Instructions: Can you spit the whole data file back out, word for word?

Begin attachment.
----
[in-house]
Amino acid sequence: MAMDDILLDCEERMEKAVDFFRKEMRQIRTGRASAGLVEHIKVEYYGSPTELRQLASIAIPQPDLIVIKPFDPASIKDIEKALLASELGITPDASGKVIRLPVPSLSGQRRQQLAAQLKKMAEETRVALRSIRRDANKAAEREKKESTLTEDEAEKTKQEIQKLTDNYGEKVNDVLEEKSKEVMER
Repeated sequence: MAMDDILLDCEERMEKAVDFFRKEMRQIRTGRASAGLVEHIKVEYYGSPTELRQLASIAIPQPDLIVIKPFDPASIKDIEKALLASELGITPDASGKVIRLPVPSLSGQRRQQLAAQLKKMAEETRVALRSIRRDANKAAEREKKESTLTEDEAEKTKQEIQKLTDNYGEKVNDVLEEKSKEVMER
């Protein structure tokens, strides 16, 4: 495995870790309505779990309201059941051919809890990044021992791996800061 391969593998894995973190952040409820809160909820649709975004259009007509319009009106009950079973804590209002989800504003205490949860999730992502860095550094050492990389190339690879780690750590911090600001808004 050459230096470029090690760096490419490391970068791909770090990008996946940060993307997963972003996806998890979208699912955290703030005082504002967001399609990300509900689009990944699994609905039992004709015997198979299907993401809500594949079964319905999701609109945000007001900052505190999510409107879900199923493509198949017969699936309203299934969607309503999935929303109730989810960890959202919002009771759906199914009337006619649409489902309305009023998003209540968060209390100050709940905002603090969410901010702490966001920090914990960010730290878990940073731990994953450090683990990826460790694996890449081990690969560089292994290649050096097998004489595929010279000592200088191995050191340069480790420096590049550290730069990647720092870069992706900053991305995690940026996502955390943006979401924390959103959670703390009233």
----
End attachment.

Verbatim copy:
[in-house]
Amino acid sequence: MAMDDILLDCEERMEKAVDFFRKEMRQIRTGRASAGLVEHIKVEYYGSPTELRQLASIAIPQPDLIVIKPFDPASIKDIEKALLASELGITPDASGKVIRLPVPSLSGQRRQQLAAQLKKMAEETRVALRSIRRDANKAAEREKKESTLTEDEAEKTKQEIQKLTDNYGEKVNDVLEEKSKEVMER
Repeated sequence: MAMDDILLDCEERMEKAVDFFRKEMRQIRTGRASAGLVEHIKVEYYGSPTELRQLASIAIPQPDLIVIKPFDPASIKDIEKALLASELGITPDASGKVIRLPVPSLSGQRRQQLAAQLKKMAEETRVALRSIRRDANKAAEREKKESTLTEDEAEKTKQEIQKLTDNYGEKVNDVLEEKSKEVMER
């Protein structure tokens, strides 16, 4: 495995870790309505779990309201059941051919809890990044021992791996800061 391969593998894995973190952040409820809160909820649709975004259009007509319009009106009950079973804590209002989800504003205490949860999730992502860095550094050492990389190339690879780690750590911090600001808004 050459230096470029090690760096490419490391970068791909770090990008996946940060993307997963972003996806998890979208699912955290703030005082504002967001399609990300509900689009990944699994609905039992004709015997198979299907993401809500594949079964319905999701609109945000007001900052505190999510409107879900199923493509198949017969699936309203299934969607309503999935929303109730989810960890959202919002009771759906199914009337006619649409489902309305009023998003209540968060209390100050709940905002603090969410901010702490966001920090914990960010730290878990940073731990994953450090683990990826460790694996890449081990690969560089292994290649050096097998004489595929010279000592200088191995050191340069480790420096590049550290730069990647720092870069992706900053991305995690940026996502955390943006979401924390959103959670703390009233």